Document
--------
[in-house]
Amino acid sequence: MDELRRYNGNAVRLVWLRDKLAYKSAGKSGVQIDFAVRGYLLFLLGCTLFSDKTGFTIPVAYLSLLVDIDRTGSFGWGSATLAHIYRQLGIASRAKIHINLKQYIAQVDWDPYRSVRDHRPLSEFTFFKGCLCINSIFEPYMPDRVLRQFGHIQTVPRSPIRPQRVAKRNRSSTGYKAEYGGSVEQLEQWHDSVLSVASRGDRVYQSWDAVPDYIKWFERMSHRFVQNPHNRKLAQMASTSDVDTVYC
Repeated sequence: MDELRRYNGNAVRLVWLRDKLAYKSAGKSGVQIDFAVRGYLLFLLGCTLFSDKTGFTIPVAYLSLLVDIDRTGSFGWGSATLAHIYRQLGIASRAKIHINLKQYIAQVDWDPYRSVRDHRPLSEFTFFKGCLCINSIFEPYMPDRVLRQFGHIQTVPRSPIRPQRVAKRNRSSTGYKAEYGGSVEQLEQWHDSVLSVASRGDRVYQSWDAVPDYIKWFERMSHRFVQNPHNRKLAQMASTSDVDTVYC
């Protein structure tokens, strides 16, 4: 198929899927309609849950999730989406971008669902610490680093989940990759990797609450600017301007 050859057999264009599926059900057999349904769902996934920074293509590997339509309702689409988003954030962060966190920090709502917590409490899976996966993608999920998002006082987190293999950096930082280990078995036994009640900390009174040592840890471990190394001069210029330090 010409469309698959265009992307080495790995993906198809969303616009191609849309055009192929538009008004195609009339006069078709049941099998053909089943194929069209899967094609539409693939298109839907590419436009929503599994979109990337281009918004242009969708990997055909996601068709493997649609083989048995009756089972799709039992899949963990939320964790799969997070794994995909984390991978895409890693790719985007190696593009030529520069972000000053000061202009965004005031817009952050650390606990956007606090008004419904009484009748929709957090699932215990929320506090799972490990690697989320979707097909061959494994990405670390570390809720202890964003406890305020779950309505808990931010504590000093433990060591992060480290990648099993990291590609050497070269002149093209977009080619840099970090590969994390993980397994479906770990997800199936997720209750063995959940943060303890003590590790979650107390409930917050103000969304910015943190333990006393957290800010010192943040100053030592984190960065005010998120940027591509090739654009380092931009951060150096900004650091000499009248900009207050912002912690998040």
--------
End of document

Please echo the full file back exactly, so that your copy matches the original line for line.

[in-house]
Amino acid sequence: MDELRRYNGNAVRLVWLRDKLAYKSAGKSGVQIDFAVRGYLLFLLGCTLFSDKTGFTIPVAYLSLLVDIDRTGSFGWGSATLAHIYRQLGIASRAKIHINLKQYIAQVDWDPYRSVRDHRPLSEFTFFKGCLCINSIFEPYMPDRVLRQFGHIQTVPRSPIRPQRVAKRNRSSTGYKAEYGGSVEQLEQWHDSVLSVASRGDRVYQSWDAVPDYIKWFERMSHRFVQNPHNRKLAQMASTSDVDTVYC
Repeated sequence: MDELRRYNGNAVRLVWLRDKLAYKSAGKSGVQIDFAVRGYLLFLLGCTLFSDKTGFTIPVAYLSLLVDIDRTGSFGWGSATLAHIYRQLGIASRAKIHINLKQYIAQVDWDPYRSVRDHRPLSEFTFFKGCLCINSIFEPYMPDRVLRQFGHIQTVPRSPIRPQRVAKRNRSSTGYKAEYGGSVEQLEQWHDSVLSVASRGDRVYQSWDAVPDYIKWFERMSHRFVQNPHNRKLAQMASTSDVDTVYC
């Protein structure tokens, strides 16, 4: 198929899927309609849950999730989406971008669902610490680093989940990759990797609450600017301007 050859057999264009599926059900057999349904769902996934920074293509590997339509309702689409988003954030962060966190920090709502917590409490899976996966993608999920998002006082987190293999950096930082280990078995036994009640900390009174040592840890471990190394001069210029330090 010409469309698959265009992307080495790995993906198809969303616009191609849309055009192929538009008004195609009339006069078709049941099998053909089943194929069209899967094609539409693939298109839907590419436009929503599994979109990337281009918004242009969708990997055909996601068709493997649609083989048995009756089972799709039992899949963990939320964790799969997070794994995909984390991978895409890693790719985007190696593009030529520069972000000053000061202009965004005031817009952050650390606990956007606090008004419904009484009748929709957090699932215990929320506090799972490990690697989320979707097909061959494994990405670390570390809720202890964003406890305020779950309505808990931010504590000093433990060591992060480290990648099993990291590609050497070269002149093209977009080619840099970090590969994390993980397994479906770990997800199936997720209750063995959940943060303890003590590790979650107390409930917050103000969304910015943190333990006393957290800010010192943040100053030592984190960065005010998120940027591509090739654009380092931009951060150096900004650091000499009248900009207050912002912690998040």